Department of Justice uses firefly sensors to locate shooters
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Department of Justice uses Army equipment to locate shooters
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REDSTONE ARSENAL, Ala. (March 10, 2016) -- Army technology recently found a role in civilian law enforcement. The Northern Colorado Serial Shooter Task Force, made up of various Colorado law enforcement agencies, and the Denver Field Division of the U.S. Bureau of Alcohol, Tobacco, Firearms and Explosives, recently tested the Firefly system in support of the Crime Gun Intelligence Center initiative.

FireFly is a government-owned technology developed by the Army's Research Laboratory and the Army Aviation and Missile Research, Development and Engineering Center. AMRDEC FireFly sensors were placed in an urban environment for the first time in conjunction with the CIGC initiative.

"FireFly acoustic/EO sensor was designed for shooter detection and geo-location to support small installations, independent of installation power," said Timothy Edwards, AMRDEC Chief Scientist-Force Protection Technologies. "CGIC utilized the FireFly acoustic gunshot locator system in conjunction with the National Integrated Ballistic Information Network in an effort to identify active shooters in urban settings."

Five FireFly ground systems and seven FireFly-lite systems were installed in various Colorado locations for a comprehensive systematic approach to provide rapid site exploitation of firearm ballistics. The FireFly sensors are lightweight, have 360 degree surveillance capability and have been under development for more than a decade.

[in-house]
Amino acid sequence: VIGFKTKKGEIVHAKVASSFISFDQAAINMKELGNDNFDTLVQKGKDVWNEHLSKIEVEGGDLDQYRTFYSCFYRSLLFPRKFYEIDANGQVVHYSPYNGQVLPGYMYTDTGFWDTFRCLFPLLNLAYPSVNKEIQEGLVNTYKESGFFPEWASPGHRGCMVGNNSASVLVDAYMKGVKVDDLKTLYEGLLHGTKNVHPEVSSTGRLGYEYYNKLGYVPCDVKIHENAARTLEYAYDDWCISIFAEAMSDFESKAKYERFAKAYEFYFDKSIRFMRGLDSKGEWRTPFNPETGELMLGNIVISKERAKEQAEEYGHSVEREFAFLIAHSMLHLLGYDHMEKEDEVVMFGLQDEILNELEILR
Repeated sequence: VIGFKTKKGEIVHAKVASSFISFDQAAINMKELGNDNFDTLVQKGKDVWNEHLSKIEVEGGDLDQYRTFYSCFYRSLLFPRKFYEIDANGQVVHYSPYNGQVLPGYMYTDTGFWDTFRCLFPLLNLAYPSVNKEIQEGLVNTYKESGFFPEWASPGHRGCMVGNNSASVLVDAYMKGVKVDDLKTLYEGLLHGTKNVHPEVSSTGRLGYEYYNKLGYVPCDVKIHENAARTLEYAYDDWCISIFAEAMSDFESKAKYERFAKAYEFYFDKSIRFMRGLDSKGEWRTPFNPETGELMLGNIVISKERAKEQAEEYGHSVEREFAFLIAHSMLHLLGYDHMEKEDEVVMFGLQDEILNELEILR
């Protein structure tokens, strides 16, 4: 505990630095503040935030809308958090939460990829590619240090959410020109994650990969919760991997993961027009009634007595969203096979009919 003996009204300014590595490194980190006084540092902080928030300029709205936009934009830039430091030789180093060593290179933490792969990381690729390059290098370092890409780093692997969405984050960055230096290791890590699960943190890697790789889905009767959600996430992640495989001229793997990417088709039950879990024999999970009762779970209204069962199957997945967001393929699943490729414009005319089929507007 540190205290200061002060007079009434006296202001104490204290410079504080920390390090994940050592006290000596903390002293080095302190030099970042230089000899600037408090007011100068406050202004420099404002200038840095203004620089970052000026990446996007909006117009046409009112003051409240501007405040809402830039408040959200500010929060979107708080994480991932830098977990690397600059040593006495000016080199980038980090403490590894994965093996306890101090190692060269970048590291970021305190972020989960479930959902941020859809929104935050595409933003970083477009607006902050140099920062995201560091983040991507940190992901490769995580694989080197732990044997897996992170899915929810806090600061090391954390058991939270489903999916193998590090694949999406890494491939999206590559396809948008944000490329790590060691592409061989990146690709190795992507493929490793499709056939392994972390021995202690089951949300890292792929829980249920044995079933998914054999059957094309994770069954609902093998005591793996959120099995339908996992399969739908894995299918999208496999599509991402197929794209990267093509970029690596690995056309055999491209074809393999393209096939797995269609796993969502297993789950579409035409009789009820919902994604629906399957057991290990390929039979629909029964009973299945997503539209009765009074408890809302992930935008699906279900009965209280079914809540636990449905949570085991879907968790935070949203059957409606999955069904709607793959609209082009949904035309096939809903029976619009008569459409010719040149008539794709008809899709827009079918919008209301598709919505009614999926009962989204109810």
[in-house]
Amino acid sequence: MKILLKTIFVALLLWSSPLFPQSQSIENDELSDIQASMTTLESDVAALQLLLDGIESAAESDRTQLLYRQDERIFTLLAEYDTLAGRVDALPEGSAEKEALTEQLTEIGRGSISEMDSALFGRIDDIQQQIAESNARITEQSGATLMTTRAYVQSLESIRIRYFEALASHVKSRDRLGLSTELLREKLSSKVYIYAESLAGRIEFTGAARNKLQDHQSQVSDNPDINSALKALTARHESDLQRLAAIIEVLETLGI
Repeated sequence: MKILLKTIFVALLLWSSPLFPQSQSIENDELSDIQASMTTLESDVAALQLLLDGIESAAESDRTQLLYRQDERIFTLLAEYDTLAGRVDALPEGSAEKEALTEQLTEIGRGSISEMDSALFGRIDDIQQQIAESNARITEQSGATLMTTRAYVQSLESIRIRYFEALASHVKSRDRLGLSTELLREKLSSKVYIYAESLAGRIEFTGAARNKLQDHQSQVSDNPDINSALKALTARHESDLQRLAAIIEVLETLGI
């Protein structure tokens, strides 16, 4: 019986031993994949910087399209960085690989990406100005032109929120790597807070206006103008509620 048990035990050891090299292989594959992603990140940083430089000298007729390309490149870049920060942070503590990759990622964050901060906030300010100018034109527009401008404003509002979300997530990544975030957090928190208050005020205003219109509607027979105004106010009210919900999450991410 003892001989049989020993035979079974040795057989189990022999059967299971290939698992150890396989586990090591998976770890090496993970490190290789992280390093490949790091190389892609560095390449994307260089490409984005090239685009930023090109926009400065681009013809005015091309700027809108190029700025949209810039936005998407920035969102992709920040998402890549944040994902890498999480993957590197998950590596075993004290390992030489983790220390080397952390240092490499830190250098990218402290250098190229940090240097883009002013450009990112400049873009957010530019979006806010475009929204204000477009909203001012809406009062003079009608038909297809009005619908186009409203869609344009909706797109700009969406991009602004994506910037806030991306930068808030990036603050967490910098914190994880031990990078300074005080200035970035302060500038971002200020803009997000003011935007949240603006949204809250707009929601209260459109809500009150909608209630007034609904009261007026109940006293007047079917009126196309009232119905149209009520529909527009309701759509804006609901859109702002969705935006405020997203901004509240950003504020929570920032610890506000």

"The uniqueness of FireFly is its capability of being rapidly deployed," said Tim Kelly, who oversees Denver's arson and explosives group and investigates gun violence in northern Colorado. "We used this tool to target serial gang shooters and identify where the shooting took place."

Originally deployed to Afghanistan as a tripod-mounted system to detect hostile small arms fire and rocket-propelled grenades, the FireFly's sensors are sophisticated enough to group threats into small arms fire, heavy machine gun, or rockets artillery classifications.

"We hope to continue collaborating with AMRDEC and ARL to develop the next generation of FireFly that can be used in urban areas, is more concealable and will provide the ability to respond to ongoing threats in a community," said Kelly.

Related Links:

Army Technology Live

U.S. Army Materiel Command Science and Technology News

U.S. Army Research, Development, and Engineering Command

U.S. Army Aviation and Missile Research, Development and Engineering Center

Bureau of Alcohol, Toacco, Firearms, and Explosives

U.S. Department of Justice